All rights of design, assembly and distribution of Ercoupes (and related parts and service) were sold to Sanders Aviation, Inc.  Sanders then designed and obtained CAA certification for the later 415-E and G models.  Subsequent production variants of the Coupe were manufactured by Forney as F-1 and F-1A Aircoupes, Alon as A-2 and A-2A Aircoupes and Mooney as A-2A and M10 Cadets (ending in 1970); all under Type Certificate Data Sheet 787.  Of a fleet total of perhaps 5,508 produced, over a third (some 2000 or so) have remained on active registration here in the U.S. over some four decades.  Hundreds more remain active today in Canada, South America, and Europe.

Ercoupe in flight:

A bit of military history...the Army Air Corps purchased three 415-C Ercoupes, two PQ-13s (Man-carrying Aerial Target) and one YO-55 (Observation type under official evaluation).  Due to poor research more than a few reputable aviation magazines have led many to believe that the paint scheme in the picture above is of the YO-55. Not so.  All three of the "military" Ercoupes were delivered in the standard bare metal finish with civilian N Number registrations and Serial Numbers.  In the case of the YO-55, this was Serial No. 39, NC28944, manufactured 02/03/1941.  The official AAC photograph of this aircraft taken 04/24/1941 at Post Field, Ft. Sill, OK, confirms the latter information.  Our picture is of a genuine prewar Ercoupe 415-C Serial No. 110, NC37143, manufactured 08/13/1941.  This airframe was purchased 08/19/1941 by the Air Corps and delivered to Wright Field, Dayton, Ohio.  The Army designated it as a PQ-13 , Serial No. 41-39099.  Thiis airframe is the sole known survivor of three original military Ercoupes. 

A previous owner chose to paint Serial No. 110 as the much more famous PQ-13, Serial No. 11, manufactured 12/04/1940. That airframe was sold to the "War Dept., Air Corps. Material Division on 01/04/1941 and assigned Air Corps Serial No. 41-25196.  Delivery as civilian 415-C NC28655 was to Wright Field, Dayton, Ohio.  This was the aircraft  loaned from Wright Field to the Jet Propulsion Laboratory (JPL-GALCIT) project for testing their JATO (Jet-assisted Take Off) concept. 

At the time, JPL requested a "YO-55", likely because (1) the all-metal airframe of the Ercoupe would be much better suited to such testing than the wood and fabric designs of its contemporaries, and (2) few at the time were aware of the Air Corp's identical PQ-13s (being a bit of a "hush-hush" endeavor).  More than a few official reports used the "YO-55" designation for the loaned airframe, NC28655, which was officially designated as a PQ-13 throughout its active military service.  There is official correspondence from 1941 confirming this misnomer.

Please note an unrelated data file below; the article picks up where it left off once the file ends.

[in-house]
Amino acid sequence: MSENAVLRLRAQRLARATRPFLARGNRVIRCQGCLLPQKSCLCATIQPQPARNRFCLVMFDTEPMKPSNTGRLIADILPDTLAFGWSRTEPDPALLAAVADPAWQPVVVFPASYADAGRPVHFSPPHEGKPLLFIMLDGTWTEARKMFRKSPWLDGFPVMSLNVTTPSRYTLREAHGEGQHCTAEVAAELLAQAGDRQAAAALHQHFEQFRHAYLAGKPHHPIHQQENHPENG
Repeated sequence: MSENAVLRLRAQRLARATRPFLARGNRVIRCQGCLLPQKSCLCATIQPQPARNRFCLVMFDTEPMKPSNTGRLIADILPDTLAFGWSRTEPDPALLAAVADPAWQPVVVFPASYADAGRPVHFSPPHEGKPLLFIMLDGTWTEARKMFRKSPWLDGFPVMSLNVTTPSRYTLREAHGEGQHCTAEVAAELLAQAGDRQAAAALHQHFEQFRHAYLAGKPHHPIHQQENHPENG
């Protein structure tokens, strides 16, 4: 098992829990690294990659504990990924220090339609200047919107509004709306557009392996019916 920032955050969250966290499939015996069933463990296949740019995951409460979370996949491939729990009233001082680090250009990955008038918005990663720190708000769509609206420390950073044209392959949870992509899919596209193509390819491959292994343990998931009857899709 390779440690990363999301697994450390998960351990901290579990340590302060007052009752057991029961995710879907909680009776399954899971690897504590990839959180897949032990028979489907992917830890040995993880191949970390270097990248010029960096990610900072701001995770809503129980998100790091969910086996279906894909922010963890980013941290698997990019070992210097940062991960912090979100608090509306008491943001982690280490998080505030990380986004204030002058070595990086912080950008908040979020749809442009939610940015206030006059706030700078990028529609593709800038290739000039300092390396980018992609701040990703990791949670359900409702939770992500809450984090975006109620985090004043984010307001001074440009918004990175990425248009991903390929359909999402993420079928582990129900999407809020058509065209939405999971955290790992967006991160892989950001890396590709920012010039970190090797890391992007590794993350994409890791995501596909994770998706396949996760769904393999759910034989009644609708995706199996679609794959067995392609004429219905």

The rudders of Ercoupe Serial No. 11 were increased in area and rigged for additional effectiveness before the JATO testing.  This, per Army practice, made this airframe a "XPQ-13" (a modified PQ-13).  It was flown from Wright Field to Muroc Army Air Field (later Edwards Air Force Base) in the high desert of Southern California..  Flight tests commenced August 12th and concluded August 21st of 1941 proved the feasibility of utilizing expendable rockets to boost warplanes into the sky (with greater ordinance loads or standard loads from shorter runways) and earned related projects increased government funding and further development. 

In 1942 the CAA complained about the military operating this PQ-13 with the civilian registration NC28655.  That registration was cancelled and the aircraft was repainted as generally shown above.  The black and white "official" "PQ-13" photograph was taken at Wright Field on April 8, 1942.  The increased areaof the rudders is distinctively apparent.

We intend that the "culture" on Tech be positive.  Negative comments about any person are unacceptable.  We reserve the right to moderate all messages to stay on-topic and prevent flame-wars.  Please address facts and ideas.  Try to be clear whether you share facts, logical speculation or mere opinion.  Just present what you have to offer on a given subject and, if you can, provide verifiable reference to your source(s).